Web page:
Published: Wed, Mar 20th, 2013 by Michael Robinson
We have all, at some point in our lives, agreed to "guarantee" something for someone. So what exactly is a guarantee legally and what are its implications?
Essentially, a guarantee is an assurance in writing, signed by the guarantor, that certain obligations will be met. A typical scenario is where someone agrees to act as a guarantor for someone who has borrowed money from a lender. In this case the guarantor agrees to meet the obligations of the borrower (i.e. repayment of money) if the borrower fails to do so. It is important to note that the lender is entitled to pursue the guarantor before pursuing the borrower.
Types of Guarantees
Guarantee clauses are common in leases, hire purchase agreements, and in general dealings with a bank. There are many different types of guarantees, varying from a specific guarantee to cover a particular transaction, a continuing guarantee limited to a fixed amount, through to a continuing guarantee where the guarantor agrees to meet all obligations of the other party. Many guarantee documents include both a guarantee and an indemnity, which means that not only is the guarantor guaranteeing the obligations will be met, but they also agree to protect the receiver of the guarantee from any harm or loss.
In most contracts where there is more than one guarantor, they are treated as being "jointly and severally liable". This means the creditor is entitled to choose which guarantor to pursue, to recover the debt. Even if you are only one guarantor amongst many, you may find yourself held liable for all of the debt. In this case you may have a right to compensation from co-guarantors, but enforcing this right can be a lengthy and costly process.
Rights and Obligations of the Guarantor
As a guarantor who has been called upon by a creditor to pay a debt, you have a right to require repayment by the original debtor. Of course in practice, this right may not amount to much protection as often the creditor is enforcing the guarantee due to the inability of the debtor to make a payment. A guarantor can however use the securities available to the original creditor. In other words, if a debt secured by a mortgage is paid in full by a guarantor, the guarantor is entitled to take over that mortgage security.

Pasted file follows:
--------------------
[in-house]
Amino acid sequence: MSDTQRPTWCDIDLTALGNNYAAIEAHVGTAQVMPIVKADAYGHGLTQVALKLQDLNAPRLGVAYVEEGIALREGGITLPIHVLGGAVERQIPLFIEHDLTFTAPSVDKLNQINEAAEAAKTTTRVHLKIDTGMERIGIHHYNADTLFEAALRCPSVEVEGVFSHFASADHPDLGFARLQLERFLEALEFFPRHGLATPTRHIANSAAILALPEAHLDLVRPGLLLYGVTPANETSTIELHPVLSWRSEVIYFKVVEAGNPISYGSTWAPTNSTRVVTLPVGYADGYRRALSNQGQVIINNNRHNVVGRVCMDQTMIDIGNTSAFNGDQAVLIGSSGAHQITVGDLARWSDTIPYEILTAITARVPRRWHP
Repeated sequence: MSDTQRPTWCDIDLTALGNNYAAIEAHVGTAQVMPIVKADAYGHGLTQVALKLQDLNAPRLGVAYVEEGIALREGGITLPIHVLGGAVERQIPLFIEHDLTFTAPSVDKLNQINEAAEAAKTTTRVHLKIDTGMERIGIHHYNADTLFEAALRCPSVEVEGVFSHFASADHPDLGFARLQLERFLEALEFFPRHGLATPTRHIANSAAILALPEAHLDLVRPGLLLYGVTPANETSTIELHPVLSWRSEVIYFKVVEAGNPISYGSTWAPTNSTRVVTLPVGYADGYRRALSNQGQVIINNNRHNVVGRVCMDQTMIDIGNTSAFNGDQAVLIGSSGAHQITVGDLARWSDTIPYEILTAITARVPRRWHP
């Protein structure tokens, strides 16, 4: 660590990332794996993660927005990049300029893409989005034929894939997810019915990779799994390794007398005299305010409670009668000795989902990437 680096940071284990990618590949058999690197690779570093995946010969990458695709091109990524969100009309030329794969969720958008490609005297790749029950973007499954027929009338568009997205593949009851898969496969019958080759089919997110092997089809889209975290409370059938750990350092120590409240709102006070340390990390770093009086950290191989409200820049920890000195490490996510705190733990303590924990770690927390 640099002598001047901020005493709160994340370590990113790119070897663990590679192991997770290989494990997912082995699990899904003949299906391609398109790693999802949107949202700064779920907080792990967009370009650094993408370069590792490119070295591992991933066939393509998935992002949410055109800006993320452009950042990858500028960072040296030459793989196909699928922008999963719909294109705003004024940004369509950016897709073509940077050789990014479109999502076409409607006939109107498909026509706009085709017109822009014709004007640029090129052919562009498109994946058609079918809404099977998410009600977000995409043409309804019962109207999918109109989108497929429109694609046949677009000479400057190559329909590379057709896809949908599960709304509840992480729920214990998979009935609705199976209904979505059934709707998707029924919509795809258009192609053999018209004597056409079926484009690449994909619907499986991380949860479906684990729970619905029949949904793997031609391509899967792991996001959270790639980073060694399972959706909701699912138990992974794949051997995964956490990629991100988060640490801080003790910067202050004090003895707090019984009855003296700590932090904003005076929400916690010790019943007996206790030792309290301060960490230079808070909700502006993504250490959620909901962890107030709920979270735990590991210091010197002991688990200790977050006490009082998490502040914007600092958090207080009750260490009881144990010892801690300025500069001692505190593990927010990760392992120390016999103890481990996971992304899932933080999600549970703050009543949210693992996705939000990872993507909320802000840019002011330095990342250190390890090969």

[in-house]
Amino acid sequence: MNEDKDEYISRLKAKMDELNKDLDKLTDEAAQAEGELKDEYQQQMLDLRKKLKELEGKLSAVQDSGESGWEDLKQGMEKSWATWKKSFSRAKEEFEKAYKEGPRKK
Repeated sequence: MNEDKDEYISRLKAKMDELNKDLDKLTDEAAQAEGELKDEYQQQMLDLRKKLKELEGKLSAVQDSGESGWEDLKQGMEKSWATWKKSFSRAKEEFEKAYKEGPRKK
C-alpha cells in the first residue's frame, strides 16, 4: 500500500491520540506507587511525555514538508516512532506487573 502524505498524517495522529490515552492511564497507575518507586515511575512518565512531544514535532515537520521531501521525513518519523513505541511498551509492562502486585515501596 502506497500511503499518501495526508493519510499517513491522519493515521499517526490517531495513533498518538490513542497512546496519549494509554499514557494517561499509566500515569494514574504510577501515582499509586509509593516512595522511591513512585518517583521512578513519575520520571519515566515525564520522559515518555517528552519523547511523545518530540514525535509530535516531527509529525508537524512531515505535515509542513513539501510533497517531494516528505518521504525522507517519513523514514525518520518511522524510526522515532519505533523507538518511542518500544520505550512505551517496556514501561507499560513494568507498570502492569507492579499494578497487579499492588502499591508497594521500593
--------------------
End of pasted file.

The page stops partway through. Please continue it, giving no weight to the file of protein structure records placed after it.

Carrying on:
Independent Legal Advice
Creditors rely on a guarantor making an informed decision. To ensure their guarantee is enforceable creditors should disclose to the guarantor information about the obligations they are guaranteeing and be satisfied that the guarantor fully appreciates the risk they are assuming. The Code of Banking Practice goes further, by requiring that prospective guarantors be advised to seek independent legal advice. The party providing legal advice is then required to confirm the guarantor understood the obligation they were assuming at the time they entered the guarantee.
Whenever you decide to act as a guarantor for someone, including close friends and family, you should always familiarise yourself with their financial position, carefully read the contract and obtain legal advice to determine what your liability might be. As a guarantor you have no direct control over the debtor’s repayments and therefore it is advised that, where possible, you always seek to limit the amount that you guarantee.
Everyone is naturally optimistic when it comes to their family and friends, but it is vital to be aware of the risk you are assuming and make an informed decision.